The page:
That Sportrider weight list is long. They’d have to drain fluids from every bike on the list then, clean dry every internal part that was bathed in motor oil, coolant, grease brake fluid. The only way to do that is tear most of each bike apart.

Sportrider is surely NOT doing all that they admit as much.

I’d go as far to say that about nobody is doing it. I’d bet that even independent service manuals(Haynes/Clymer) written by people who SOMETIMES took apart the bikes themselves use manufacturer specs tolerance data heavily.

Bottom line:

The idea/rule of secondary sources are still more important does NOT hold up for the purpose of specific machine hard technical specifications. Up to date manufacturer technical service manuals(a primary source) are very highly accurate. They are not opinion oriented. Published, properly derived, independent measurements of the specific figures are costly therefor often do not exist at all. Absence of secondary sources makes the manufacturer service manuals(primary sources) perfectly valid.

The burden-of-proof rightfully belongs on the potential secondary sources in significantly contradicting manufacturer service manual hard specification figures. They only occasionally meet that burden.

–Kendog29 (talk ) 05:00, 30 March 2008 (UTC)

Actually, I think the bottom line is that you need to find another secondary source that shows otherwise. Policy clearly states all article should live and breath from secondary sources, so your idea of technical articles being confirmed by a primary source is just flat out wrong. If a secondary source exists, it’s a more valid source.

Power, torque, and weight. these are practically subjective and should always be backed up by a reliable secondary source, which I have done. Show a more reliable and updated secondary source, and the info can be changed. Until then, do not overwrite secondary source information with primary source information.

Also, you confirming with Sport Rider is considered original research and is not valid enough to change information here. Again, I think you need to read up on the policy a little bit more. I also encourage you to seek help from an admin or even use the tag to request more help.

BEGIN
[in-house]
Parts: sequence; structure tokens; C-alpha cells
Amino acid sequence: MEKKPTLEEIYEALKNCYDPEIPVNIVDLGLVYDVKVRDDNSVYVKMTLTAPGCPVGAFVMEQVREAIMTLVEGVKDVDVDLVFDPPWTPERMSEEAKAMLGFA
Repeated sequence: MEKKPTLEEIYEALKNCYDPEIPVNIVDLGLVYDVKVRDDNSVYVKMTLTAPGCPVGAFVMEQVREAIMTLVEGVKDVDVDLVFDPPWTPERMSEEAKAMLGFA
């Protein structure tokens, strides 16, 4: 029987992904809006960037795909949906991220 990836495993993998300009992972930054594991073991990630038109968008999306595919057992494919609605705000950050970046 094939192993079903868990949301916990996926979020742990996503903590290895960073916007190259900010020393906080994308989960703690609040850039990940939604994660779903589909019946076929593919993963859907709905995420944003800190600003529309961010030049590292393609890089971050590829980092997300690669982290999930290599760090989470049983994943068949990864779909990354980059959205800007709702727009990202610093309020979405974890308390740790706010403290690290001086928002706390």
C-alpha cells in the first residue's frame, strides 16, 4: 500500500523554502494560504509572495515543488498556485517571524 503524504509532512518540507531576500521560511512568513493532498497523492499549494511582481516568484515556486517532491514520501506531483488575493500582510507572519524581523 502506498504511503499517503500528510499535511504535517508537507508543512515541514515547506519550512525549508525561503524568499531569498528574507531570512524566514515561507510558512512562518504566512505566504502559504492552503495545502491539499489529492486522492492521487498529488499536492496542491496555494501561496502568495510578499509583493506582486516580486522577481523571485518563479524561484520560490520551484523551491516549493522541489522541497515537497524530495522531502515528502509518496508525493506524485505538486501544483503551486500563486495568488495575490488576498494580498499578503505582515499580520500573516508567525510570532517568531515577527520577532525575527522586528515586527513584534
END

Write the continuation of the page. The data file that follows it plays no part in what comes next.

I any case, I’m glad we are discussing here instead of having some useless edit war. Roguegeek (talk ) 05:26, 31 March 2008 (UTC)

Honda official dry weight 4/21/2009 [ edit ]

The Honda official dry weight for the CB900F(919) is 194 kg (

428 lb) (Reference: Honda Australia, [1] .

. Predecessor. [ edit ]

In the American market, the 1994 1995 CB1000(BIG ONE) is a very reasonable pick. The old CB900’s were from several years previous(to about 1981 or 1983). —Preceding unsigned comment added by Kendog29 (talk • contribs ) 01:48, 29 March 2008 (UTC)

Sounds good to me. I would throw it in there. Roguegeek (talk ) 05:26, 31 March 2008 (UTC)

Years of Production [ edit ]

Shouldn’t 2008 be the final production year of make since Honda have replaced the bike with the CB1000? (talk ) 04:51, 30 December 2008 (UTC)Elysium222.155.161.128 (talk ) 04:51, 30 December 2008 (UTC)

discussion moved from the main page [ edit ]

I have been an avid Honda rider for three decades – when I think of a CB900F it is the models made from 1979 to about 1983.

See the link.

Tx Bill

I would have to agree with Bill on this, what is pictured here is not what I would consider a CB900F it is in fact a Hornet..CB900F’s have air cooled DOHC carburated engines, and were made by the Honda Corp from 1979 for about 4 years. They were available in Europe before North America, with a fairing in Europe but not in North America. The North American version also had a different riding position, a 80MPH speedometer and different Carb jetting due to EPA regulations at the time. You will see WAY more DOHC CB900F’s on the road still today that you will ever see Hornets —Preceding unsigned comment added by (talk ) 17:29, 20 July 2009 (UTC)